Top-of-the-range drone makes its de­but

Pilbara News - - Business - Ali­cia Per­era

■ An en­vi­ron­men­tal con­sul­tancy heav­ily in­volved in the Pil­bara has be­come the first busi­ness in WA to ac­quire a high-grade un­manned aerial sys­tem.

The UAS, also called an un­manned aerial ve­hi­cle or drone, will im­prove Astron’s en­vi­ron­men­tal sur­vey­ing work.

Astron, a WA com­pany with a Kar­ratha of­fice and about 80 per cent of its work in the Pil­bara re­gion, re­ceived the Bramor rTK drone two weeks ago.

The ma­chine was made in Europe by lead­ing aero­space en­ter­prise providers C-As­tral Aero­space, and only one other com­pany in Aus­tralia owns one.

Astron has been us­ing the smaller Sense­fly Ebee drone, a model com­mon across the Aus­tralian min­ing industry, for some years now.

But Sam Atkin­son — man­ager of Astron’s geospa­tial team, the main depart­ment in­volved with the new ma­chine — said the lead­er­ship team had led the charge to ac­quire the UAS to im­prove ef­fi­ciency and in­no­va­tion.

Mr Atk­isnon said the UAS would re­quire fewer “boots on ground” to sur­vey huge ar­eas of land and do it in less time than other UASs, while also of­fer­ing more en­durance, greater ac­cu­racy, and more so­phis­ti­cated plan­ning ca­pa­bil­i­ties.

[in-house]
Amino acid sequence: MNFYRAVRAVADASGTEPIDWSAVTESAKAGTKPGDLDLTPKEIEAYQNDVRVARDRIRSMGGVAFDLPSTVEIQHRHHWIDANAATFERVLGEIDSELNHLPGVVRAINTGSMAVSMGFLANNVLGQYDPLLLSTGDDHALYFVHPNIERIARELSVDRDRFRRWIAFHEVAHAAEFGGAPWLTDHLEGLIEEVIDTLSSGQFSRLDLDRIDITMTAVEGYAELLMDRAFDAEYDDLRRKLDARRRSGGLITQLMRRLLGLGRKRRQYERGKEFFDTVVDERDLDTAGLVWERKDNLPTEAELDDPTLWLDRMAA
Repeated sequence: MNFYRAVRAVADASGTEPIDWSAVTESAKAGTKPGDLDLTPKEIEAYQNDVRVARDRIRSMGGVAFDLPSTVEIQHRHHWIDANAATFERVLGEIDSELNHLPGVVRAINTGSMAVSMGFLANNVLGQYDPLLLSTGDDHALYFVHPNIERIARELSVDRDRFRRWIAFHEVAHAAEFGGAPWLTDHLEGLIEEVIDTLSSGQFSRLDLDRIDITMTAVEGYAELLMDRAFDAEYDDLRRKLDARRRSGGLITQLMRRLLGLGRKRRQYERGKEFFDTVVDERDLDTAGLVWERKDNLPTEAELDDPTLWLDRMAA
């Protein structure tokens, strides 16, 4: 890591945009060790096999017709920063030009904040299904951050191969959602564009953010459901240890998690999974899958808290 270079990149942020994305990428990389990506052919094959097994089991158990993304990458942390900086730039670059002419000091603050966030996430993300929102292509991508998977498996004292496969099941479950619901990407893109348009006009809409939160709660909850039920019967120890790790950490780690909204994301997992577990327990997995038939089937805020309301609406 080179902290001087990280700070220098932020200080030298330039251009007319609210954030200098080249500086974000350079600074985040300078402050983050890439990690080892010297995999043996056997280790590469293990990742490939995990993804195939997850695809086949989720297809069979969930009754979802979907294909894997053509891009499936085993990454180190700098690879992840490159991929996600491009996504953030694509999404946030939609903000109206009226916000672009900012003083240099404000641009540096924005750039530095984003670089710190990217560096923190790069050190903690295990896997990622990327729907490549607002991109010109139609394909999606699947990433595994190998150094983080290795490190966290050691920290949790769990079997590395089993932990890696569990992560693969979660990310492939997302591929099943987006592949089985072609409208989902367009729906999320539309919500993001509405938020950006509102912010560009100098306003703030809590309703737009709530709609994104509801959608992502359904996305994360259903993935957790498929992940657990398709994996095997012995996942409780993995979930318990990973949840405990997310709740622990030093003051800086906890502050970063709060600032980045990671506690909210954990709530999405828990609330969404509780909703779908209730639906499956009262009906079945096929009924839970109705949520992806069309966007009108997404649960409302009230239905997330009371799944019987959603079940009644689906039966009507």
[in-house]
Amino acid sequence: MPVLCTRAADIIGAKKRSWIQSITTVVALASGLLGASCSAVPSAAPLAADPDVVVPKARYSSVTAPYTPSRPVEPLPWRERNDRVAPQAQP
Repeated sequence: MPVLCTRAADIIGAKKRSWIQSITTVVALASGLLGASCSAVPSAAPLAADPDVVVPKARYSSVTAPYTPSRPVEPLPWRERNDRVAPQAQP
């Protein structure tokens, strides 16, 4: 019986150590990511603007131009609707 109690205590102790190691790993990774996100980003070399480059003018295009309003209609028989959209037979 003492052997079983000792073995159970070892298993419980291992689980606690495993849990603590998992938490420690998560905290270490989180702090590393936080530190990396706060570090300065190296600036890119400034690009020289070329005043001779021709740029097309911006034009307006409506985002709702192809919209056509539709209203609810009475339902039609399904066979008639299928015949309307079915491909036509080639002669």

“It can com­fort­ably cover 400ha in a sin­gle flight,” he said.

“This is the top end in terms of ca­pa­bil­ity.”

He noted tak­ing sur­vey­ors off the ground in mi­ne­site re­ha­bil­i­ta­tion projects would re­duce the oc­cu­pa­tional health and safety haz­ards they faced, as they worked in of­ten dan­ger­ous and re­mote ar­eas.

Pic­ture: Astron

Astron’s geospa­tial team Joshua Kel­cey, Will Wishart, Me­hdi Ra­van­bakhsh, Sam Atkin­son, Steven Tsang, Stu­art Pais­ley, Tore Ped­er­sen and Carl Dyde with the new drone.

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